This has nothing to do with baseball or softball.
Major media companies don't assign articles and such to freelance writers: they expect writers to suggest topics for articles. These suggestions are called pitches.
I generally avoid them, because I don't usually know the publication or the business niche or the industry/field of interest well enough to suggest something original. That's one of the downsides of being a generalist rather than a specialist in content writing.
However, I am gradually learning to do this, because that's where the bigger recognition comes from and that's where the money is. Anyone on the internet can promise "exposure," and many sites do use exposure as a reason to offer paltry wages for content or even demand free contributions of content. However, many sites don't have the dedicated readership that justifies free or nearly free contributions of content. Writers have bills to pay, too. We also like to eat.
My first big-name coup was an article published by Newsweek just a few weeks after my son died in January. It was a cathartic exercise, a heart-wrenching article of grief and anger. Some readers were moved sufficiently to contact me privately, all but one of them offering their condolences. That one bitter reader's cruel commentary didn't deserve to be read.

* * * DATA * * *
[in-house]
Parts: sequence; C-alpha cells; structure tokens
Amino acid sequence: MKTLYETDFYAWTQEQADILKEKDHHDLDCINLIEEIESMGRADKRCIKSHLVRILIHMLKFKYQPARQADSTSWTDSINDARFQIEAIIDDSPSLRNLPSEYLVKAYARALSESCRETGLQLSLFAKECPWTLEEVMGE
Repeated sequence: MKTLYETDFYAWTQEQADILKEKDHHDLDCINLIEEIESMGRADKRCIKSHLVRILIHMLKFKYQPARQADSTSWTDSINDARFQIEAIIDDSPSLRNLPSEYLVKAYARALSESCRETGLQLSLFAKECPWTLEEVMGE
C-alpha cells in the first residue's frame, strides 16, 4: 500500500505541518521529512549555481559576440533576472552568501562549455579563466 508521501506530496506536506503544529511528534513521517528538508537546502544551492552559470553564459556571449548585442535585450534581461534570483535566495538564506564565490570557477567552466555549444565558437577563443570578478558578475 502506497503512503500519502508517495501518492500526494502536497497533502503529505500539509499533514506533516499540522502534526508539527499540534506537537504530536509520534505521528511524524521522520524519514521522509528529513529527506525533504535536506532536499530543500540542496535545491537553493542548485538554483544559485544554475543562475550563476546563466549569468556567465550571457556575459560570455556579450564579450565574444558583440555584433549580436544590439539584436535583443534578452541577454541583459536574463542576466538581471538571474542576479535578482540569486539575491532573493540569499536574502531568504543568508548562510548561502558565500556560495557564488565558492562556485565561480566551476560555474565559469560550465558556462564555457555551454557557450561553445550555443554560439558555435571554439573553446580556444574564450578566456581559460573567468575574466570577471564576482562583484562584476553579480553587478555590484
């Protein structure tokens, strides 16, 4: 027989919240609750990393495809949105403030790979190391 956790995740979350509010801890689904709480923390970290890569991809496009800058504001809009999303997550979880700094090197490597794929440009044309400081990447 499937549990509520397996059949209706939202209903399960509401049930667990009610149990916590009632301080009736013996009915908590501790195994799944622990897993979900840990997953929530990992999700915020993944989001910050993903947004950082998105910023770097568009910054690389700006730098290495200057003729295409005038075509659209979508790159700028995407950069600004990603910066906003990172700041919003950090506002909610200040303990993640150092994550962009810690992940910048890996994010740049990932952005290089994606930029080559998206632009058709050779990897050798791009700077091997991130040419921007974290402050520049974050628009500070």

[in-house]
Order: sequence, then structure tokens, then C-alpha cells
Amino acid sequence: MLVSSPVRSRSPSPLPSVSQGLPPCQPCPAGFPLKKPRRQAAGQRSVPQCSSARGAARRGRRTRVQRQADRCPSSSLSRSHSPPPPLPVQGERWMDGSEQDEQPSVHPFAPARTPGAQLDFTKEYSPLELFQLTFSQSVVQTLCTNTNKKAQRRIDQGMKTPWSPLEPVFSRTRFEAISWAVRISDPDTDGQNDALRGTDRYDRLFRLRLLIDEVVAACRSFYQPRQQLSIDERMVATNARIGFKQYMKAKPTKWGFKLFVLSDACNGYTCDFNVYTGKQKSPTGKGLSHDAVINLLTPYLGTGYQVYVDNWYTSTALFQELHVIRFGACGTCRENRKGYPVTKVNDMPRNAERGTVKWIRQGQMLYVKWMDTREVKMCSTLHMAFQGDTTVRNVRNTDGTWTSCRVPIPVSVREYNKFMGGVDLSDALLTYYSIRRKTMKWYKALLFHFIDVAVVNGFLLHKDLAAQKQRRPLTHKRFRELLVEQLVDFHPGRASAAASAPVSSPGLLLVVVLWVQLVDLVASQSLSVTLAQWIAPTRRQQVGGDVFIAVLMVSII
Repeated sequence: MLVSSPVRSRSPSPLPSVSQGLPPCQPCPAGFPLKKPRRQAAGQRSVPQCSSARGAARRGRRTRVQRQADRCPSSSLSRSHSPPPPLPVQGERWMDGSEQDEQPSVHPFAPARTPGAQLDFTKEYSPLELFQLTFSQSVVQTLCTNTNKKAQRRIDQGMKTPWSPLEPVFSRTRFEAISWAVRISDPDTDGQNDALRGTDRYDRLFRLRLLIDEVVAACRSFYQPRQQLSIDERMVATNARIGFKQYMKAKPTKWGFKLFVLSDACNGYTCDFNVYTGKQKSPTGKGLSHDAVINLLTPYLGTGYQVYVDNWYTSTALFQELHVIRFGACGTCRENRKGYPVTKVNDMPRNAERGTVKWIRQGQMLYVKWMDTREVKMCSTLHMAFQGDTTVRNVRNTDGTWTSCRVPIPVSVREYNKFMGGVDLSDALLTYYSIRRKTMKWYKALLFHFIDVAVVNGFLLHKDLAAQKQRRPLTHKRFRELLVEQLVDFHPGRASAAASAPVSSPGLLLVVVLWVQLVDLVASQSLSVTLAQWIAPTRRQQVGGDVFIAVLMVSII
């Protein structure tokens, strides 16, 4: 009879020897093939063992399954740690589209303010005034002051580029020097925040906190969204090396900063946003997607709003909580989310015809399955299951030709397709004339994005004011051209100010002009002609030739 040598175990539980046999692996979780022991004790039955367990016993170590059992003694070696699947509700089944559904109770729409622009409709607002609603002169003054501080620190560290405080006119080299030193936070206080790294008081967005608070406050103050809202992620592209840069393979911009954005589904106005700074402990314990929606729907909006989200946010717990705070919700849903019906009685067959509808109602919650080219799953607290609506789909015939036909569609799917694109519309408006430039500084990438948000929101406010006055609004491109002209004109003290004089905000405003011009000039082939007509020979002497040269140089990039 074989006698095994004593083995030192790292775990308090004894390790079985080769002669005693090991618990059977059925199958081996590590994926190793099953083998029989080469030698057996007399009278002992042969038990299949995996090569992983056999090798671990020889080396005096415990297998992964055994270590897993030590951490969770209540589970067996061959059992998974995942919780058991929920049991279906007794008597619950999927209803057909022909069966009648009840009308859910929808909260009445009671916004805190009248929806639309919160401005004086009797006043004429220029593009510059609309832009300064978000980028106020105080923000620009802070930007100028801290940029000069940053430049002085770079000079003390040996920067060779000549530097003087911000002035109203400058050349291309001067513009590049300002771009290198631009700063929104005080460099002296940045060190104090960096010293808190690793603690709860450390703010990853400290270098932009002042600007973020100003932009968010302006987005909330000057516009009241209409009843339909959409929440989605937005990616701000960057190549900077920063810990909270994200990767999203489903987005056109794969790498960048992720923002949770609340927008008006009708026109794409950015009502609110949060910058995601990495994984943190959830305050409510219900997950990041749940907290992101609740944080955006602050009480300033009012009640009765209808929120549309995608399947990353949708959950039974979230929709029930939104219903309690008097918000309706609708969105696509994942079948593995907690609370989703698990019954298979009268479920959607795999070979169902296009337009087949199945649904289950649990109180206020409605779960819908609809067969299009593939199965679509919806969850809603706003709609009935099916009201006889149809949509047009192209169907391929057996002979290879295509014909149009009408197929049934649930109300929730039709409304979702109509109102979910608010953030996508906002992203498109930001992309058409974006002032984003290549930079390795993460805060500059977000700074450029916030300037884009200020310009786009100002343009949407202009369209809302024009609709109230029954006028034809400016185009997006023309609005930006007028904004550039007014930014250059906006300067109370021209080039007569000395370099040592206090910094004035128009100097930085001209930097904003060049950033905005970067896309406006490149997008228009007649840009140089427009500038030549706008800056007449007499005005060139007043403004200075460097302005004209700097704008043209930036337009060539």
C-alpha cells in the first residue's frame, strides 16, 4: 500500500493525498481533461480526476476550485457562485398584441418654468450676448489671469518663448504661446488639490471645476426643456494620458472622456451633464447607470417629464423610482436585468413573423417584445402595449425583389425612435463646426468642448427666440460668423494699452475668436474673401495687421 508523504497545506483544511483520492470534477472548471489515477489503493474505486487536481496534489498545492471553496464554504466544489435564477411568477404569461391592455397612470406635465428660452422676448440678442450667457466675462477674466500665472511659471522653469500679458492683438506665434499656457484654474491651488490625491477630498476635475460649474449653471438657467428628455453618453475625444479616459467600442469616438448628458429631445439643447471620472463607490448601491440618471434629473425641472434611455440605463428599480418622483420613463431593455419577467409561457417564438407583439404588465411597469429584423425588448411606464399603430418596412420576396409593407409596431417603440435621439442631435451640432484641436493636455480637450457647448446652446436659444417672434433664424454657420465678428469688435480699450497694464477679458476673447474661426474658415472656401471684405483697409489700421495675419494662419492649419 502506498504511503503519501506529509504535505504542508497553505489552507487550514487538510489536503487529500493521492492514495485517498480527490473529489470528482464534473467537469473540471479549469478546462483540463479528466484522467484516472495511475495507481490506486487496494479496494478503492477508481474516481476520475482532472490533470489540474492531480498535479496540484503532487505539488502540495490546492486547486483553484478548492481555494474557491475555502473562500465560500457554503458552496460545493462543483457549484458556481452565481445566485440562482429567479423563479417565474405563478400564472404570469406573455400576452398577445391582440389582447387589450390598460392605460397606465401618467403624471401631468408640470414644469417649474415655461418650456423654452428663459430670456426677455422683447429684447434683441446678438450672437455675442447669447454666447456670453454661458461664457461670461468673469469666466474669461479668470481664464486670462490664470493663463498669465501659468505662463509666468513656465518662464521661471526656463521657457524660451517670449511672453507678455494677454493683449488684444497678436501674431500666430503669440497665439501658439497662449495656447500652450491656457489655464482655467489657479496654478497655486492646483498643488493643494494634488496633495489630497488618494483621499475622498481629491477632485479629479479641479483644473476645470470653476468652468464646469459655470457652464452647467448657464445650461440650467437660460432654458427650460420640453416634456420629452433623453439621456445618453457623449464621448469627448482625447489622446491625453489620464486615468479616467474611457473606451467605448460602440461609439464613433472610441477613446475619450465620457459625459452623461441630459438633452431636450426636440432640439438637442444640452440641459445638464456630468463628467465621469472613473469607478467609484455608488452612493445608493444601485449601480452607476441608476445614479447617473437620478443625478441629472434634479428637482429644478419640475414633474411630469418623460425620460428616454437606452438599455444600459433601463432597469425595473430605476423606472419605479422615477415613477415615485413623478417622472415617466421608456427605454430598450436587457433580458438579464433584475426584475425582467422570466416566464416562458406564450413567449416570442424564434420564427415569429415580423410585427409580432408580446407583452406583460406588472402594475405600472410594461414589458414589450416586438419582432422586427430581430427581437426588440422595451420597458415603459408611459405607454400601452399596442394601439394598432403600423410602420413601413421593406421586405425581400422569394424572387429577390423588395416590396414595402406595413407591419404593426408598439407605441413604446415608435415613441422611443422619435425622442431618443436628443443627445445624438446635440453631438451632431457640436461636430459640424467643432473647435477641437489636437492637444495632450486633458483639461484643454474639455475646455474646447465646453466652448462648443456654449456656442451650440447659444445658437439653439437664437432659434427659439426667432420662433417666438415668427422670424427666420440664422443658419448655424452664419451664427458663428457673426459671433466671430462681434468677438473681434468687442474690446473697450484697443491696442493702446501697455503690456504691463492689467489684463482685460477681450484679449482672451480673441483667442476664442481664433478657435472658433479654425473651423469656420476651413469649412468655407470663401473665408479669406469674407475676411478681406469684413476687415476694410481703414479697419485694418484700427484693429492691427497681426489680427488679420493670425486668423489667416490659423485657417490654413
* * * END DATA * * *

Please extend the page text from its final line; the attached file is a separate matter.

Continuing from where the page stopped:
My second big-name coup will soon be published by Hearst Communications. It's a lighter topic, a practical topic, not at all controversial. It's about litter box filler.
You see, I'm a cat litter connoisseur, having had cats for over 30 years and currently living with seven cats. Yes, seven cats. Yes, I am the crazy cat lady and, no, I don't care who calls me that. What's even more impressive is that all seven cats share one--just one--litter box. That heavy use makes me an expert on which cat litter performs well and is both readily available and affordable.
Here's the link: https://www.seattlepi.com/shopping/article/best-litter-for-multiple-cats-16087101.php.
The two articles haven't led to publishers seeking me out and begging me to write for them. (Hey, it could happen ... some day.) But I count them as small successes, gaining me valuable practice and credibility that can be used to pitch other publishers and perhaps command higher fees.
In the meantime, I'll continue what I've been doing. I'll spend more time with Teddy (the pony), the dogs (Selina and Moose), and the cats. We have chickens again, too.